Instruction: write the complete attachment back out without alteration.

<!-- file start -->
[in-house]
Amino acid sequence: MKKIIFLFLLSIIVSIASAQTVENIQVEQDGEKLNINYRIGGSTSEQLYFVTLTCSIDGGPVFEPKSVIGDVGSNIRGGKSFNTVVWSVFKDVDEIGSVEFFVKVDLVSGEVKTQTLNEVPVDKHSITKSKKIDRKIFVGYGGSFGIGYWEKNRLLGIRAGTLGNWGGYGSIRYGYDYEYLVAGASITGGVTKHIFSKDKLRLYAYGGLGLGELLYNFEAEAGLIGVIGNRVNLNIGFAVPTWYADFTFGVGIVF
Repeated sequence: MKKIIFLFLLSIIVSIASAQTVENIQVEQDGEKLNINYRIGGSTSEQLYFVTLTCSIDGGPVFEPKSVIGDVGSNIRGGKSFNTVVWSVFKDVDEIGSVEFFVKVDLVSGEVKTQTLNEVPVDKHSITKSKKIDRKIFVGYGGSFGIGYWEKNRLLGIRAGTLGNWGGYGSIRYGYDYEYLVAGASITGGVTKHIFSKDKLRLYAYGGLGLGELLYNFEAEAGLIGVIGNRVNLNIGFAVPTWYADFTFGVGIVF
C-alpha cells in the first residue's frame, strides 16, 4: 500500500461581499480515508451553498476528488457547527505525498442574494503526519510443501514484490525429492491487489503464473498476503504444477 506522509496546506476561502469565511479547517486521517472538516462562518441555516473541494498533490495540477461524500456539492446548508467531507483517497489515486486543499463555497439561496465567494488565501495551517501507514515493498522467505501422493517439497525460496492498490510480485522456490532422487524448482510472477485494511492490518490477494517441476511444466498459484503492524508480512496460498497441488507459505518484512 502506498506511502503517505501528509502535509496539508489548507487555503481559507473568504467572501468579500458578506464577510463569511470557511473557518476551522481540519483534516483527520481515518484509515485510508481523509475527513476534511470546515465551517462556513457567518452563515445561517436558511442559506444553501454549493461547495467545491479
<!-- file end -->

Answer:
[in-house]
Amino acid sequence: MKKIIFLFLLSIIVSIASAQTVENIQVEQDGEKLNINYRIGGSTSEQLYFVTLTCSIDGGPVFEPKSVIGDVGSNIRGGKSFNTVVWSVFKDVDEIGSVEFFVKVDLVSGEVKTQTLNEVPVDKHSITKSKKIDRKIFVGYGGSFGIGYWEKNRLLGIRAGTLGNWGGYGSIRYGYDYEYLVAGASITGGVTKHIFSKDKLRLYAYGGLGLGELLYNFEAEAGLIGVIGNRVNLNIGFAVPTWYADFTFGVGIVF
Repeated sequence: MKKIIFLFLLSIIVSIASAQTVENIQVEQDGEKLNINYRIGGSTSEQLYFVTLTCSIDGGPVFEPKSVIGDVGSNIRGGKSFNTVVWSVFKDVDEIGSVEFFVKVDLVSGEVKTQTLNEVPVDKHSITKSKKIDRKIFVGYGGSFGIGYWEKNRLLGIRAGTLGNWGGYGSIRYGYDYEYLVAGASITGGVTKHIFSKDKLRLYAYGGLGLGELLYNFEAEAGLIGVIGNRVNLNIGFAVPTWYADFTFGVGIVF
C-alpha cells in the first residue's frame, strides 16, 4: 500500500461581499480515508451553498476528488457547527505525498442574494503526519510443501514484490525429492491487489503464473498476503504444477 506522509496546506476561502469565511479547517486521517472538516462562518441555516473541494498533490495540477461524500456539492446548508467531507483517497489515486486543499463555497439561496465567494488565501495551517501507514515493498522467505501422493517439497525460496492498490510480485522456490532422487524448482510472477485494511492490518490477494517441476511444466498459484503492524508480512496460498497441488507459505518484512 502506498506511502503517505501528509502535509496539508489548507487555503481559507473568504467572501468579500458578506464577510463569511470557511473557518476551522481540519483534516483527520481515518484509515485510508481523509475527513476534511470546515465551517462556513457567518452563515445561517436558511442559506444553501454549493461547495467545491479